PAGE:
It certainly does not help any objective sense of reality and reason to see the creature called Donald Trump weighing in, with news reports saying that Herr Drumpf is actually in Scotland, visiting a gold course he bought (which, inevitably, then had the Trump name applied to it), and has hailed the “leave” vote as a great thing, even knocking out a Twitter belch saying that the Scottish were going wild with enthusiasm over the “leave” vote and were taking their country back. A regional breakdown of the referendum vote showed that the majority of Scottish voters actually voted to remain part of the EU. It has been entertaining to see some of the reactions to the comments from the visiting Trump among the Scottish, who, it appear, are not impressed by the statesmanship of The Donald, or, for that matter, his basic grasp of current events.
Unintentional comedy is added by the fact that Trump joins in with his support of the idea of the UK leaving the EU along with British politician and former London mayor Boris Johnson, forming a pair of politicians with hilariously odd hair. This is trivial, but it sure adds to The Bizarre.
So, here we are with all kinds of noise about how the “leave” choice is some sort of victory for Right-Wing nutball idiot fascists, hate, racism, and general xenophobia. It definitely seems like a point will be lost in the noise, which is the idea that what it might really be about is a great number of British citizens who look at their country and see the government of their country being subservient to a larger European government that also happens to be a massive bureacracy, with a mysterious structure with “democracy” not really being involved, with no accountability, no democratic control of any sort for British voters over the government that oversees their government.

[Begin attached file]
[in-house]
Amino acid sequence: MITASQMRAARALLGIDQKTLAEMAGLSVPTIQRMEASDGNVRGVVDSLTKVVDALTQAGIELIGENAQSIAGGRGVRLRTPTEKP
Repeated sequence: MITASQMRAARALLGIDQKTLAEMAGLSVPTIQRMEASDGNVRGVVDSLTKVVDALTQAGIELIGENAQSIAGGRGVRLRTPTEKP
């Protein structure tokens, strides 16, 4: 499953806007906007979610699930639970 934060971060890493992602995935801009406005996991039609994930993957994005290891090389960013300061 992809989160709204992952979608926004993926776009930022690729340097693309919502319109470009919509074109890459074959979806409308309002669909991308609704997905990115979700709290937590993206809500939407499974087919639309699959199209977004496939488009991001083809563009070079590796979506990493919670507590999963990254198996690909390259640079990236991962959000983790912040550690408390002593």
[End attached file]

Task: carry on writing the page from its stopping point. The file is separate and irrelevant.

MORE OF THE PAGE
We’re now a couple days into the aftermath of the UK vote, and it really is extraordinary to watch the reactions and online commentary, especially among my fellow Americans. It isn’t only Americans, as people scattered around the globe have their bits to say. I’ve been struck by the way that even when this story arises, across the Atlantic, people here in the US chime right in about it, and often display a process of falling right into the ruts of bipolar political disorder. It’s just amazing.
This probably calls for a whole note of its own. It really is pretty extraordinary, though, to watch this kind of magnetic pull in action about affairs across an ocean, sucking people into falling in line with what they perceive to be the proper thinking of their tribe, with no shortage of statements of grand melodrama.
One possibly suitable marker to indicate something to us is something that I saw on the web that seemed as if it had to be a joke ruse, a screen shot of a television showing Fox News Channel with a text banner at the bottom with “breaking news” that the UK had just voted to leave the UN. It was the kind of thing that makes the mind recoil, thinking this has to be a joke, but it looked genuine, the image was such that it would have extremely difficult to concoct a fake by graphics editing trickery. If this was real, it would be a pretty good indication of things at the “news” operation of Fox News, and also says a lot that it’s a reasonable assumption to think that a significant portion of the FNC audience would take it at face value to be true.